Application of industrial engineering methods to the analysis of engineering student retention at a case study university
Mason, Cindi R.
AdvisorTwomey, Janet M.
MetadataShow full item record
The issue of engineering student attrition may be perceived as a daunting and overwhelming obstacle to overcome. Hundreds of studies have been conducted in an attempt to better understand the various aspects of the engineering student attrition, including reasons for leaving, identification of attrition prediction factors, prediction modeling, retention programs and strategies, and assessment of those programs and strategies. This dissertation takes a case study approach to consider each of these factors, while utilizing a variety of industrial engineering methods for modeling and analysis. The dissertation contributed to the current literature in three major aspects. First, it introduced the application of the probabilistic neural network (PNN) to predicting student attrition, which had not been previously been done in the published literature, and compared the results to two other prediction models commonly used for attrition prediction. The PNN proved to have greater sensitivity (probability of correctly predicting a non-retained student) than the other two models. Second, in response to calls from the current literature to publish more qualitative data-driven analysis of the effectiveness of engineering summer bridge programs, this work took an objective mixed model approach to quantitatively evaluate the case study university's past engineering summer bridge program. Results were supported through bivariate correlation analysis of the qualitative data captured through a college-wide student survey. Third, this study modeled a DMAIC approach to addressing engineering student attrition, which has rarely been applied to the field of academia. A report on best practices in engineering student retention was used as a benchmarking tool, and a standard student persistence survey was used to capture student perceptions and guide recommendations for improvements.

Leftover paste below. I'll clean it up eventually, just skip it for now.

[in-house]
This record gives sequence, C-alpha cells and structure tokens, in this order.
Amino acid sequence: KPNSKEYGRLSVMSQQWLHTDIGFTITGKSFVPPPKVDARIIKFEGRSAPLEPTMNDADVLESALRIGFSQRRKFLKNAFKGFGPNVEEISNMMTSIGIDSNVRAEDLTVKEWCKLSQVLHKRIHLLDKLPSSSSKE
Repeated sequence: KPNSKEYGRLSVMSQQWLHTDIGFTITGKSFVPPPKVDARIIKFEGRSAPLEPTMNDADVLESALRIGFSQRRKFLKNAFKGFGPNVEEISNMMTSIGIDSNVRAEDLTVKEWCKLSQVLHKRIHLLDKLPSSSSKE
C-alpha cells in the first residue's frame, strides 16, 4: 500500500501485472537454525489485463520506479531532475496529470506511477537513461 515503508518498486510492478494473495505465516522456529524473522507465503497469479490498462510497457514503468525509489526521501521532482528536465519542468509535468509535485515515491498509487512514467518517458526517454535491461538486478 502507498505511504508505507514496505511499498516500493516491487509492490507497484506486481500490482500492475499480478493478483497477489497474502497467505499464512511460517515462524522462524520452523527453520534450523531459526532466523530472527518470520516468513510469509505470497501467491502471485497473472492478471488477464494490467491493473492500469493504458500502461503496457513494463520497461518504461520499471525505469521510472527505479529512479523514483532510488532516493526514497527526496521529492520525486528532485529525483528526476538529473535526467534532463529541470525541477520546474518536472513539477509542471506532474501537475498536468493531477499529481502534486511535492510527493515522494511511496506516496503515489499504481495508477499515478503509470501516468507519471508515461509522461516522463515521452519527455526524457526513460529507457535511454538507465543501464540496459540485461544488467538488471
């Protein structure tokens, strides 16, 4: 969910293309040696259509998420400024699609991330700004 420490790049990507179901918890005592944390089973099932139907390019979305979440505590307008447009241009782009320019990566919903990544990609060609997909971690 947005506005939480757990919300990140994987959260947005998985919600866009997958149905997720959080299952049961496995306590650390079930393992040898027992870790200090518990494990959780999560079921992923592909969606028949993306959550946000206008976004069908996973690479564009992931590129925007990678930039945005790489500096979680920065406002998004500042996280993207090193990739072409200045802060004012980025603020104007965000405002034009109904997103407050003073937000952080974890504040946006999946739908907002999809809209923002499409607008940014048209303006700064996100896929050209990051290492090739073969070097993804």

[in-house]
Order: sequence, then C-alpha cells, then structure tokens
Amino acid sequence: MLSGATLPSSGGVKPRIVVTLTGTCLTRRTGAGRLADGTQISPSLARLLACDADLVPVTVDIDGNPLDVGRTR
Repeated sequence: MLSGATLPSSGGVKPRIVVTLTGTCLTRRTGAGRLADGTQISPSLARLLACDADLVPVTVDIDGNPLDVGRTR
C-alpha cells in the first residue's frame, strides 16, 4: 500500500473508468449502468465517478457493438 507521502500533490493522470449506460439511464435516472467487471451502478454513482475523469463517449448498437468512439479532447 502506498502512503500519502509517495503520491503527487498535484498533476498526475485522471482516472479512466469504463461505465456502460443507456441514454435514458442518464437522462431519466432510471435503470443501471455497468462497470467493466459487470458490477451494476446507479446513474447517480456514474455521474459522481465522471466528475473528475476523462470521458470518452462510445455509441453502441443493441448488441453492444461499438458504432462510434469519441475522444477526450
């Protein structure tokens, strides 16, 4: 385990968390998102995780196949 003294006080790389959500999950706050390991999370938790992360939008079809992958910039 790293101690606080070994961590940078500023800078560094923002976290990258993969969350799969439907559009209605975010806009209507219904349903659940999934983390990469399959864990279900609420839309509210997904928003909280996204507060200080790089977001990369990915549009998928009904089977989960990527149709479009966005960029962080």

Thesis (Ph.D.)-- Wichita State University, College of Engineering, Dept. of Industrial, Systems and Manufacturing Engineering